Countdown to a Deal
City to work on soccer stadium deal while fielding other development offers
At the tail end of a 17-hour City Council meeting last week, several council members were standing behind the dais, doing all they could to keep from passing out. It was nearing 3am, and they were listening to the public rattle on about why Austin needs a Major League Soccer team, or why subsidizing such a team would be a costly mistake. Soccer proponents urged Council to let Anthony Precourt pay for and build a 20,000-seat MLS stadium on the city-owned 24-acre lot at 10414 McKalla Place in North Austin. On the other side, neighborhood activists pushed for a competitive process in which other developers could submit their ideas for what to do with the land.
In the end, both sides prevailed. City Manager Spencer Cronk was directed to spend the next five weeks negotiating with Precourt Sports Ventures, and at the same time, his office was directed to create an "opportunity for any person or entity to send a plan for use of McKalla Place," according to a change in the resolution's language recommended by the city's Purchasing Office just hours before Council was to vote on the measure.
By the time council members got to debating the resolutions, it was clear most of the dais had already made up their minds on how to vote, so the discussion functioned more as a sounding board for each CM to state their position on MLS in Austin. Every council member made clear that the decision that night was merely to continue negotiations with PSV – not to proceed with a deal. CMs Leslie Pool and Alison Alter, who have both been vocal in their skepticism of Precourt's proposal, again said that a process in which competing ideas for how to develop McKalla would lead to the best deal for the city. Reached Monday, Pool said that the best deal would include a new rail station at the stadium, fully funded by PSV – a must-have for her vote.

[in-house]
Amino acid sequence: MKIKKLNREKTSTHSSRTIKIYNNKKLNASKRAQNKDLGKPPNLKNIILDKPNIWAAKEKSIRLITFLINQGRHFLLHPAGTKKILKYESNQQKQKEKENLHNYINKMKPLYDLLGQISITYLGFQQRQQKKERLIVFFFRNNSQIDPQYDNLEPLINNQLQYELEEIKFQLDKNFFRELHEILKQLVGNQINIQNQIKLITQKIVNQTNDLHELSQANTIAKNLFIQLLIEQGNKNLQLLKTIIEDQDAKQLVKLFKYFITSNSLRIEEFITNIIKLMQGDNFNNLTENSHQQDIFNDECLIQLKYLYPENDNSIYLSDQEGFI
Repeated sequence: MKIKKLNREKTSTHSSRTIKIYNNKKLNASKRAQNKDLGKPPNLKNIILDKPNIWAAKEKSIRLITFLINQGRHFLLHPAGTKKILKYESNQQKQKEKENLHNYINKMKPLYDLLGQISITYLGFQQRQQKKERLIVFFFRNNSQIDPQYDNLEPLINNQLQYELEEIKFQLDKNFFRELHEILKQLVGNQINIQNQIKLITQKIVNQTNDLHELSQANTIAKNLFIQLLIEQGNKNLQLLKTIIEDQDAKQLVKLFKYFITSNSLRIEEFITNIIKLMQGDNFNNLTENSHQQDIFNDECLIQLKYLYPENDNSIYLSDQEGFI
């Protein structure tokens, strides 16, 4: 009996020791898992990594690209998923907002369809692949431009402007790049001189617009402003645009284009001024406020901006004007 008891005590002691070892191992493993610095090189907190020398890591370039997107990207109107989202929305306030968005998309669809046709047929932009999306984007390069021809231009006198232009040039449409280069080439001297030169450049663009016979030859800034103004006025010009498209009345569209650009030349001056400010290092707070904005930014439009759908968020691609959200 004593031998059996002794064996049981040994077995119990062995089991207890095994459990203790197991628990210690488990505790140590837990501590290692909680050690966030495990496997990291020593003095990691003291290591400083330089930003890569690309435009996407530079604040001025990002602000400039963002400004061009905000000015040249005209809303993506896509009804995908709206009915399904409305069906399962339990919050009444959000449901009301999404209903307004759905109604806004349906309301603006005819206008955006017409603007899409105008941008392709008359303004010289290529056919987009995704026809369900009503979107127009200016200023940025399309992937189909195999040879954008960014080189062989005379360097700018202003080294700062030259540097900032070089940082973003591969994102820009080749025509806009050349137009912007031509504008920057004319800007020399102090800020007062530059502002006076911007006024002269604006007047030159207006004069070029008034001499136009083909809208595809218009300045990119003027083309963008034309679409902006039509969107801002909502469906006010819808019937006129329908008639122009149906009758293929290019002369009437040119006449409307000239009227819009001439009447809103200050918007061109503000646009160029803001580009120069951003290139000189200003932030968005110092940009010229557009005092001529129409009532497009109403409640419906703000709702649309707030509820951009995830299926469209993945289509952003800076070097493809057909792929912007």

CM Greg Casar had remained relatively quiet publicly on the potential deal, but he came out of the meeting with a clear cut position: He can vote for a potential deal with PSV, if the final plan includes affordable housing on-site. He amended the negotiating terms in agenda Item 130 to require a minimum of 130 units of affordable housing at the McKalla site (such a plan was introduced as a concept by PSV two days before the Council meeting), higher wage standards for employees at the stadium, and the establishment of a "formal inclusion plan," which would promote inclusiveness through community engagement in choosing a team name, as well as by providing affordable ticket packages for low-income families.